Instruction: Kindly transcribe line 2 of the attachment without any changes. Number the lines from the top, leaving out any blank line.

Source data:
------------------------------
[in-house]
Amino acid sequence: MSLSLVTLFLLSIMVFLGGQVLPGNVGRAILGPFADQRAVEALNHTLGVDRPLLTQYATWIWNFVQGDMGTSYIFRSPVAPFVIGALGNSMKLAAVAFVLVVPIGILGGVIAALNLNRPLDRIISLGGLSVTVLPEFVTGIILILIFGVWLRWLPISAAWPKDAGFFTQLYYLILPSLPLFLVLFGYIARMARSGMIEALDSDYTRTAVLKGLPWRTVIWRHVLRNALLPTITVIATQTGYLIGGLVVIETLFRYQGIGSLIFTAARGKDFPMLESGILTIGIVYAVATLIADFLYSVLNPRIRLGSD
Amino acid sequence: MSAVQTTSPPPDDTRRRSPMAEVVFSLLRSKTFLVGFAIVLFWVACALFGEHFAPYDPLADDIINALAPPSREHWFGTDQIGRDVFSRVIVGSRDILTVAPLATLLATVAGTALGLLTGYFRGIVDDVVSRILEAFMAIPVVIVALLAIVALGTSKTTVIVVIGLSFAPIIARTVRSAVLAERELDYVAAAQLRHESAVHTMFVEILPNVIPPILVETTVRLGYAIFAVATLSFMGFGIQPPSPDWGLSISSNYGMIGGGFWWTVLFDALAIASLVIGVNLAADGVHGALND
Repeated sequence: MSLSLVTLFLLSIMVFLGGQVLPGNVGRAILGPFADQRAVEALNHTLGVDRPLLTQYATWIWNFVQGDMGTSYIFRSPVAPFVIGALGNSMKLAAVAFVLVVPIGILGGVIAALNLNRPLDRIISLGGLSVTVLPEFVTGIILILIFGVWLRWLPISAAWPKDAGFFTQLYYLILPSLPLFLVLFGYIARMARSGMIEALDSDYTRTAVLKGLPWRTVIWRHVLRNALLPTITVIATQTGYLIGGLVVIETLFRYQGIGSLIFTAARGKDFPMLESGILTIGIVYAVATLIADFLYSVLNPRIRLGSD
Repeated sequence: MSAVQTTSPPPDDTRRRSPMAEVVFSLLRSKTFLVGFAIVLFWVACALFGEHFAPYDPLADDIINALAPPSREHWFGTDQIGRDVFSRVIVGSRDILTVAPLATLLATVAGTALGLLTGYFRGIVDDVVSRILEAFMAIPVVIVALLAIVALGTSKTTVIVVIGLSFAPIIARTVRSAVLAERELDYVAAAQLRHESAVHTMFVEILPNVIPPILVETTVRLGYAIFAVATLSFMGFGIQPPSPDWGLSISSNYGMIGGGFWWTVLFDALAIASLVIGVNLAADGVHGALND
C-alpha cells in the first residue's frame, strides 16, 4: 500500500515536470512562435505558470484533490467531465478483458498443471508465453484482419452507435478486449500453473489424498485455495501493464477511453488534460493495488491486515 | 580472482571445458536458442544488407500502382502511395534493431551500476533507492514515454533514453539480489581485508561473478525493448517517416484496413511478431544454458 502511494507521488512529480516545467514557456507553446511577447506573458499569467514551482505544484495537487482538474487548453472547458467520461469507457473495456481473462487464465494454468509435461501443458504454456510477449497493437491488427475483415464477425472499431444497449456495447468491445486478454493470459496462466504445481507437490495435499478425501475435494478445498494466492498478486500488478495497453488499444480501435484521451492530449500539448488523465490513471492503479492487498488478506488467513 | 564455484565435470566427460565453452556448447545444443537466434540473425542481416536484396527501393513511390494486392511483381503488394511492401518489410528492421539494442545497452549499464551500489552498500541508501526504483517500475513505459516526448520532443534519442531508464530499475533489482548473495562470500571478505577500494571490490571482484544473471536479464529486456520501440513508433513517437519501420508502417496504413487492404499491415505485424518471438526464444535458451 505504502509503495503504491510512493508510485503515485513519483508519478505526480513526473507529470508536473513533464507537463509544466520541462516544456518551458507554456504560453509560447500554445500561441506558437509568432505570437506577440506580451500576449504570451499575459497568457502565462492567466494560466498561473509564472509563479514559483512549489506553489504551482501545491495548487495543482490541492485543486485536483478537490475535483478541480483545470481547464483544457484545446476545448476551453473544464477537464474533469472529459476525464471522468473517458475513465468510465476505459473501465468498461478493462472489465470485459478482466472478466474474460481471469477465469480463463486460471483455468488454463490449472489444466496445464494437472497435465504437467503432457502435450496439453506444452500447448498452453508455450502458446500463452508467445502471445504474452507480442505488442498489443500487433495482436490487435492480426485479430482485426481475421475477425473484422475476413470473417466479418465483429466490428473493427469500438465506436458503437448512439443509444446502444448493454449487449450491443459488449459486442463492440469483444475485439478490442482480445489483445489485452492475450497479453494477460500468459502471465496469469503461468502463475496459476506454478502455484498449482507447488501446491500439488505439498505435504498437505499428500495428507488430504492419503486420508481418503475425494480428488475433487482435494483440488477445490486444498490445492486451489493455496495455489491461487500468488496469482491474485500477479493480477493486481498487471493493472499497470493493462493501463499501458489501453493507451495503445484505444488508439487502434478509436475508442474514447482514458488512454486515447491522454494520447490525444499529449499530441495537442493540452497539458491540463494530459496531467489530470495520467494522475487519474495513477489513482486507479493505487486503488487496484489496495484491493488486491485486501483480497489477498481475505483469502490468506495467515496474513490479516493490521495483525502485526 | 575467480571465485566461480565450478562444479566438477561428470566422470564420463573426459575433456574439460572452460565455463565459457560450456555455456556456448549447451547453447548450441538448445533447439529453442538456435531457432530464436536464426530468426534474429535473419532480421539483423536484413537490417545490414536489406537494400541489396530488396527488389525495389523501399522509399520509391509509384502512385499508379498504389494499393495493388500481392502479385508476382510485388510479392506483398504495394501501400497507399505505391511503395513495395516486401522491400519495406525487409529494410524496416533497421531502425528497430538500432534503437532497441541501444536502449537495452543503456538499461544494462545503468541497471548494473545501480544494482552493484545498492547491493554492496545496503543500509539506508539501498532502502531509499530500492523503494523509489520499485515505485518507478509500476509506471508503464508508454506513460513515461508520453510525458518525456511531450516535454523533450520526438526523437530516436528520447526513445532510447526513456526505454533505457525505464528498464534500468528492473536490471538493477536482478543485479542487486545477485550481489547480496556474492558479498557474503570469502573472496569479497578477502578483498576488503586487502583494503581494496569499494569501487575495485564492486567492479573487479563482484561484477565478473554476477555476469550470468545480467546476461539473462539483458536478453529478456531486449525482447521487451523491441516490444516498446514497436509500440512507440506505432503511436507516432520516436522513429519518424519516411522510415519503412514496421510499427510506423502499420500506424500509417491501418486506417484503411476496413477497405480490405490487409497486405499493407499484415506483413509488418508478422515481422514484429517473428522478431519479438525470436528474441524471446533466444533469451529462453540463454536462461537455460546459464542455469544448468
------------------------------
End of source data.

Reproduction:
Amino acid sequence: MSLSLVTLFLLSIMVFLGGQVLPGNVGRAILGPFADQRAVEALNHTLGVDRPLLTQYATWIWNFVQGDMGTSYIFRSPVAPFVIGALGNSMKLAAVAFVLVVPIGILGGVIAALNLNRPLDRIISLGGLSVTVLPEFVTGIILILIFGVWLRWLPISAAWPKDAGFFTQLYYLILPSLPLFLVLFGYIARMARSGMIEALDSDYTRTAVLKGLPWRTVIWRHVLRNALLPTITVIATQTGYLIGGLVVIETLFRYQGIGSLIFTAARGKDFPMLESGILTIGIVYAVATLIADFLYSVLNPRIRLGSD